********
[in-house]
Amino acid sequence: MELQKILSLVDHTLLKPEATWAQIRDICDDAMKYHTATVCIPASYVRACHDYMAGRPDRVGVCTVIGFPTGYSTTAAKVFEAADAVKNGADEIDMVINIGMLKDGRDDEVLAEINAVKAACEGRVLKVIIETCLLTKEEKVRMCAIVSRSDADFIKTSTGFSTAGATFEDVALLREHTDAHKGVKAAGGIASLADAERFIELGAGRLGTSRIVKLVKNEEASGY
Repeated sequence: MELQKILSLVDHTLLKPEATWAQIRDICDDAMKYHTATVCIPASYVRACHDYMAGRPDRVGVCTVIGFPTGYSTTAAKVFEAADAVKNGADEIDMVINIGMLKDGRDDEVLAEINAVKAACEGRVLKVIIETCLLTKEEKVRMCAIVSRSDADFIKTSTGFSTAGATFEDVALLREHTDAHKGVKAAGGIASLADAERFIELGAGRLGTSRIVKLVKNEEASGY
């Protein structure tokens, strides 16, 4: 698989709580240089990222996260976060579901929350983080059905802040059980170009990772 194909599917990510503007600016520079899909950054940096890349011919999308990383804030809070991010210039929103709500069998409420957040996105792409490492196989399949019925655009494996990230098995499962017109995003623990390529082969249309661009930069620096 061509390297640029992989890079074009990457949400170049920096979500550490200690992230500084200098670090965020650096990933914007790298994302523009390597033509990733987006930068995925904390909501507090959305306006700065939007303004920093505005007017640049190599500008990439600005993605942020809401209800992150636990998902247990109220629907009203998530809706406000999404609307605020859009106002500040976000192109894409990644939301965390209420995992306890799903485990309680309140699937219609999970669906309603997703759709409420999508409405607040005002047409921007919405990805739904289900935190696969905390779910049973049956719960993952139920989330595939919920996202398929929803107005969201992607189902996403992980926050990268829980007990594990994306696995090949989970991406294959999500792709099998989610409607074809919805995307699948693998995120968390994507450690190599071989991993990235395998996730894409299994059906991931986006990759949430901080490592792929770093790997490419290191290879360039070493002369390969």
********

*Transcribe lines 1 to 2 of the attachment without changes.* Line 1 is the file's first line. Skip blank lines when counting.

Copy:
[in-house]
Amino acid sequence: MELQKILSLVDHTLLKPEATWAQIRDICDDAMKYHTATVCIPASYVRACHDYMAGRPDRVGVCTVIGFPTGYSTTAAKVFEAADAVKNGADEIDMVINIGMLKDGRDDEVLAEINAVKAACEGRVLKVIIETCLLTKEEKVRMCAIVSRSDADFIKTSTGFSTAGATFEDVALLREHTDAHKGVKAAGGIASLADAERFIELGAGRLGTSRIVKLVKNEEASGY